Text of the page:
I am concerned that many readers, and not a few writers, have lost the ability to enjoy a story that exists purely to entertain. That unless a novel is outlined with on cue plot twists, pinches, and character arcs, the reader will dismiss the story as worthless. The only reprieve some books receive is to be classified as literary fiction. Yet even this term will drive some readers away with the expectation of highbrow prose not easily understood. I blame this last fact on the current confusion that exists when we are expected to force every book into a specific genre.
Prologues, we are told, are anathema. One-sided conversation between characters is labeled an info dump. On and on the criticism toward books who stray from the above-mentioned criteria flows from reviewers, and again, I worry that excellent literature is being ignored or cast aside in favor of the high-tension, action-packed, reads-like-a-movie novel.
Sit down and let me tell you a story. Be still, and without interruption allow yourself to be drawn into the world of ten year-old Jim Glass, his widowed mother, and his three unmarried uncles. Set aside your technology, your resistance to everything you believe this story isn’t, and your expectations for a dystopian universe where children kill each other to survive. Slip back to a simpler time that existed during a difficult era, the Depression, and get a feel for what true social interaction means.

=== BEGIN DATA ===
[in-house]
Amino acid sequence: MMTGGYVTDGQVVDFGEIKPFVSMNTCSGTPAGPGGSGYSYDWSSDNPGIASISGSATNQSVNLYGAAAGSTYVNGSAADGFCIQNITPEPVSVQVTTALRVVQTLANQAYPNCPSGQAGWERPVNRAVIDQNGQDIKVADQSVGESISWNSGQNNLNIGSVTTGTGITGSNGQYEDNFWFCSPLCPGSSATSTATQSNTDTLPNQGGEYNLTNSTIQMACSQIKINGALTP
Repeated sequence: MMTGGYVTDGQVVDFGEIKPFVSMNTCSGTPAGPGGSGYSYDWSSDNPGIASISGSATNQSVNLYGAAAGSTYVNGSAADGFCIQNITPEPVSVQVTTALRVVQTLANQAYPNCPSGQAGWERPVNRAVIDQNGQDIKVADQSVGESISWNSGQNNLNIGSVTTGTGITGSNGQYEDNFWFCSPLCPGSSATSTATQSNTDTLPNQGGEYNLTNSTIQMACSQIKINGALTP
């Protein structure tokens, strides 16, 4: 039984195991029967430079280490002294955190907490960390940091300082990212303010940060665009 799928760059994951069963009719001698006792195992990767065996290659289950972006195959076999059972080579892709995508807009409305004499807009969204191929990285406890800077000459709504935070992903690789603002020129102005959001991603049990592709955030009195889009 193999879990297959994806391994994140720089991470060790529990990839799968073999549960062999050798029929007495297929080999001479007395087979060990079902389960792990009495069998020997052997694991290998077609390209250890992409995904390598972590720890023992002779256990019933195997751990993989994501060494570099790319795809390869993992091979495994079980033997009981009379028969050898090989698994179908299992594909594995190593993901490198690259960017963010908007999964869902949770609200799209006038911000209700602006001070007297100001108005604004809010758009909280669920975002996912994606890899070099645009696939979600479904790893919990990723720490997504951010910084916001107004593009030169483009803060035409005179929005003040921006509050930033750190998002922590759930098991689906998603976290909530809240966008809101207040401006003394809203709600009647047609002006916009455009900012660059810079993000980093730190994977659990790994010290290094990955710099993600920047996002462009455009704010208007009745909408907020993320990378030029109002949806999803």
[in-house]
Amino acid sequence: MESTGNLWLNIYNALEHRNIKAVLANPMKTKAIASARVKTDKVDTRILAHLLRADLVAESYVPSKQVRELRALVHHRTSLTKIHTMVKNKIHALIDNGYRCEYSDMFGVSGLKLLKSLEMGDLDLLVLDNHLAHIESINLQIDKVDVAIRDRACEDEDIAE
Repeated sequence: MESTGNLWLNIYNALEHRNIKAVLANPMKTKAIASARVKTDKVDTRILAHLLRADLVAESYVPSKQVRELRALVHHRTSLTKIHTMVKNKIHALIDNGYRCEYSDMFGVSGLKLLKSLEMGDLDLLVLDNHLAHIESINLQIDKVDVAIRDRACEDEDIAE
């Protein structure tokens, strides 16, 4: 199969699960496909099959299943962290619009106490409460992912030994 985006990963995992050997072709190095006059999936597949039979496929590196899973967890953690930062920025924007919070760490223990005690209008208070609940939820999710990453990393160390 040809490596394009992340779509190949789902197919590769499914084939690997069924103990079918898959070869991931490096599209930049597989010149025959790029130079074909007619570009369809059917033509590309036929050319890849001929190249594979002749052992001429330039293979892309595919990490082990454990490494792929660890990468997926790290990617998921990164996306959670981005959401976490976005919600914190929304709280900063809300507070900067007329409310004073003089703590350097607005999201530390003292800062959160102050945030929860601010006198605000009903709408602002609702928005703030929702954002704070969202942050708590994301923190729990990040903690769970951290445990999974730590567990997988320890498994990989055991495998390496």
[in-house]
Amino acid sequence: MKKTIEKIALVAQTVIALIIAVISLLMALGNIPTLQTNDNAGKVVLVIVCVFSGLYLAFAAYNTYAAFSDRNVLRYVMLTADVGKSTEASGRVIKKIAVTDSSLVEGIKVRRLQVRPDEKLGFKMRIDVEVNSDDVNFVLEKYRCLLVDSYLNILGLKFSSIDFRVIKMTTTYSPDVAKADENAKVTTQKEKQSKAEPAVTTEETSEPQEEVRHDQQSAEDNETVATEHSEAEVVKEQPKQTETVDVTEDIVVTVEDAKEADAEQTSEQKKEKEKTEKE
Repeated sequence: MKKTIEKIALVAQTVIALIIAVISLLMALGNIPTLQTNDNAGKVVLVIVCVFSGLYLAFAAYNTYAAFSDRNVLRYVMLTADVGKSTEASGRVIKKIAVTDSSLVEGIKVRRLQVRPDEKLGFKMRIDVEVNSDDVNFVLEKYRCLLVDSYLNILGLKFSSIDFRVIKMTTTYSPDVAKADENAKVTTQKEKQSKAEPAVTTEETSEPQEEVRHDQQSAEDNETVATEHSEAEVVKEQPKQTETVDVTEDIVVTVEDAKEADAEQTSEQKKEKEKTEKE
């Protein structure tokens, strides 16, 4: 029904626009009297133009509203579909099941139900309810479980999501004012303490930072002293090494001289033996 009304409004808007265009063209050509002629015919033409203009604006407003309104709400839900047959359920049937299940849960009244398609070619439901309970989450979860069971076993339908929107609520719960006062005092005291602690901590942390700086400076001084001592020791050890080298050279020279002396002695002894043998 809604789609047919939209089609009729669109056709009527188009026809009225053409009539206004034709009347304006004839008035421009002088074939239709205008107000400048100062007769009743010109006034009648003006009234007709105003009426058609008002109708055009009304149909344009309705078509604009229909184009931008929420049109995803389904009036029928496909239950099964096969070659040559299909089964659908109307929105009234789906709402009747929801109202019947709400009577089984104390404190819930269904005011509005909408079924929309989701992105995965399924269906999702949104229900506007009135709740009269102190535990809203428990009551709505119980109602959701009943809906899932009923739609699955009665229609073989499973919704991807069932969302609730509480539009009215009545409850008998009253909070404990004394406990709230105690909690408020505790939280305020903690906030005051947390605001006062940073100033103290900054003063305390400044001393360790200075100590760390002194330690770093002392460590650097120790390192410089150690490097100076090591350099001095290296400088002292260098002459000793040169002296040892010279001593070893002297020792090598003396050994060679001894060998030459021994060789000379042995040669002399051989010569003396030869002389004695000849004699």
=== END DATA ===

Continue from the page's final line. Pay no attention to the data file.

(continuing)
Live for a year with Jim’s family in Aliceville, a town that has been wired for electricity for years but has yet to receive the blessing of lights after dark. Attend the brand new school on the hill with Jim and be afraid that the converging of kids from all the closed one room school houses presents the terrifying and thrilling opportunity to make new friends. Enjoy the push and pull relationship between Jim and his best friend, Penn Carson, as they vie for playground supremacy. Listen to the family history, tall tales, and ghost stories told by the adults in Jim’s life.
If you can do this, long before you reach the last page of Tony Earley’s novel, Jim the Boy, you’ll have made lifelong friends, and you’ll feel as if you’re among kin. Or, sadly, you may dismiss the story as merely charming, quaint, and anticlimactic. That’s okay, too; no one will judge you for it because you probably won’t even realize you let a treasure slip through your fingers.
For readers who enjoyed Ivan Doig’s The Whistling Season and John Grisham’s A Painted House, I highly recommend Tony Earley’s novel, Jim the Boy.